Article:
VAWA (Violence Against Women Act) Self-Petitions

Domestic violence victims who are not U.S. citizens or lawful permanent residents have two options available to them if they wish to stay in the country: U visas or VAWA self-petitions. This blog will focus on the process by which a non-citizen can apply for a green card through the Violence Against Women Act (VAWA). 

Who Qualifies?

While the perpetrator of domestic violence in a U visa case does not have to be a U.S. citizen or lawful permanent resident, that is not so for VAWA cases. To be eligible for protection under a VAWA visa, you must be the victim of “battery or extreme cruelty” that is committed by either:

  • A spouse, former spouse or parent who is a U.S. citizen or Lawful Permanent Resident (LPR)
  • A son or daughter who is a U.S. citizen (victims of domestic violence from children who are Lawful Permanent Residents are generally not eligible to self-petition for VAWA)

If one of the above options applies to you, you must also prove to the USCIS that you have a good moral character. If you are a victim of domestic violence perpetrated by your spouse, you must also show that you entered the marriage in good faith and previously intended to build a life with your spouse or former spouse. Additionally, you must show a connection between your divorce and the abuse you suffered (if you are divorced). Another point to be aware of is that you and your spouse must have lived together at some point. This can be used to show that your marriage was entered in good faith. 

The VAWA Process

To begin the process of receiving an adjustment of status and getting your green card through VAWA, you must submit Form I-360. This form is used for several different types of petitioners, but your official designation will be “Battered Spouse, Child or Parent of U.S. Citizen.” When you submit the form to the USCIS, you will also need to submit the applicable fees.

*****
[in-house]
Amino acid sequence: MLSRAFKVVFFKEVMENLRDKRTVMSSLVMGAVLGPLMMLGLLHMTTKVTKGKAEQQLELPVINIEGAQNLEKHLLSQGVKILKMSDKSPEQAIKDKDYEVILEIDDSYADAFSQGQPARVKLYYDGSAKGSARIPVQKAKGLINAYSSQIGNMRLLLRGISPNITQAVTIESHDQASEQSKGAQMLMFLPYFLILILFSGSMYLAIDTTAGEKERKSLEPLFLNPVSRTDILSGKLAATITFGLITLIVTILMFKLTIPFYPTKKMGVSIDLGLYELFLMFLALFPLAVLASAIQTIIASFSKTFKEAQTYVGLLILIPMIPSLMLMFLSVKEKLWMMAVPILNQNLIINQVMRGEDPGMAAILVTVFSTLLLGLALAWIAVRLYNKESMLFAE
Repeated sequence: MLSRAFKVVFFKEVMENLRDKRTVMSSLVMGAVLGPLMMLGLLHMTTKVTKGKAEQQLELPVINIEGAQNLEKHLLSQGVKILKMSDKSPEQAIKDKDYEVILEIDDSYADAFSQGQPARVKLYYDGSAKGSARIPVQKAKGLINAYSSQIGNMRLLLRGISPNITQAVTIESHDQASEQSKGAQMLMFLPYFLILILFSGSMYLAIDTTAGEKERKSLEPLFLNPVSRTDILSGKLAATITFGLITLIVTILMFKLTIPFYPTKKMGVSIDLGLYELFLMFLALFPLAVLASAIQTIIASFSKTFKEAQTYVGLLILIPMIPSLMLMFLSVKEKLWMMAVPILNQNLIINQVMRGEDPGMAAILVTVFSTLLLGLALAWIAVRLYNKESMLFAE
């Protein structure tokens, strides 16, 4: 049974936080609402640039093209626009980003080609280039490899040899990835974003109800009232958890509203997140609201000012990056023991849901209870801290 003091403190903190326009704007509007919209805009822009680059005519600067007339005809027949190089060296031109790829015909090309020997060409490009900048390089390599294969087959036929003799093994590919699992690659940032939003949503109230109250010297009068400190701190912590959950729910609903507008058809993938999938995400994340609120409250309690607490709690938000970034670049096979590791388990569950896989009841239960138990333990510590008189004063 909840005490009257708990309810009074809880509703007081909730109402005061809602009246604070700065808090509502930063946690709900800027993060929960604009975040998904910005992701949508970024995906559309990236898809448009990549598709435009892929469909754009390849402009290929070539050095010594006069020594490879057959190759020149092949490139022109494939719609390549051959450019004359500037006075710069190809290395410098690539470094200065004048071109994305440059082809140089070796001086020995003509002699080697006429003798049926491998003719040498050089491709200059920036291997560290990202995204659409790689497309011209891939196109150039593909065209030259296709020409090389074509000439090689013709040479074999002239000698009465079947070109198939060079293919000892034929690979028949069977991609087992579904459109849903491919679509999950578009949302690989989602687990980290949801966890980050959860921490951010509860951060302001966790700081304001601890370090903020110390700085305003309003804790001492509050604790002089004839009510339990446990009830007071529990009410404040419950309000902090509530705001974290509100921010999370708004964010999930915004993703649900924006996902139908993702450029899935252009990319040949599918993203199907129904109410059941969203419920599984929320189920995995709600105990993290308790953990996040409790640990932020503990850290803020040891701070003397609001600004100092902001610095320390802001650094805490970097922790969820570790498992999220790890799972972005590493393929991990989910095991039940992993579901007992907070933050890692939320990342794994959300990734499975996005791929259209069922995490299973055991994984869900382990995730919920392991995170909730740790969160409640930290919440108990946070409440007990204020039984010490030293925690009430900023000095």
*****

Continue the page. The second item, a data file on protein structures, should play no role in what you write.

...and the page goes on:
After you have completed and submitted your petition, you should receive a notice from the USCIS that it has received your application. The agency may request additional documentation or an in-person interview. There is no guarantee that you will be accepted or of the total time needed to process, but you can expect around two years for everything to finalize (and for you to be granted a green card). This is a fraction of the time needed for a U visa. 


Every case involving someone who is seeking a green card or citizenship in the U.S. is an emotional process, but we recognize that VAWA cases take on an extra importance and added sensitivity. RelisLaw is dedicated to helping anyone navigate the U.S. immigration system and reach their ultimate goal. Our firm offers free 10-minute calls to prospective clients; call us at 1-800-514-4290 to get started today.

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We help people from around the world to live and work freely in the U.S., to achieve their dreams, unite families, or escape persecution. No matter what immigration service you need, RelisLaw will provide caring and dependable counsel to you and aggressive advocacy to vigorously fight for you using every available legal avenue. As a global firm, we work with people in countries around the world. We meet clients across the U.S., as well as in New York, Toronto, and Montréal. We also meet with clients globally, located in any country, via Skype and other platforms.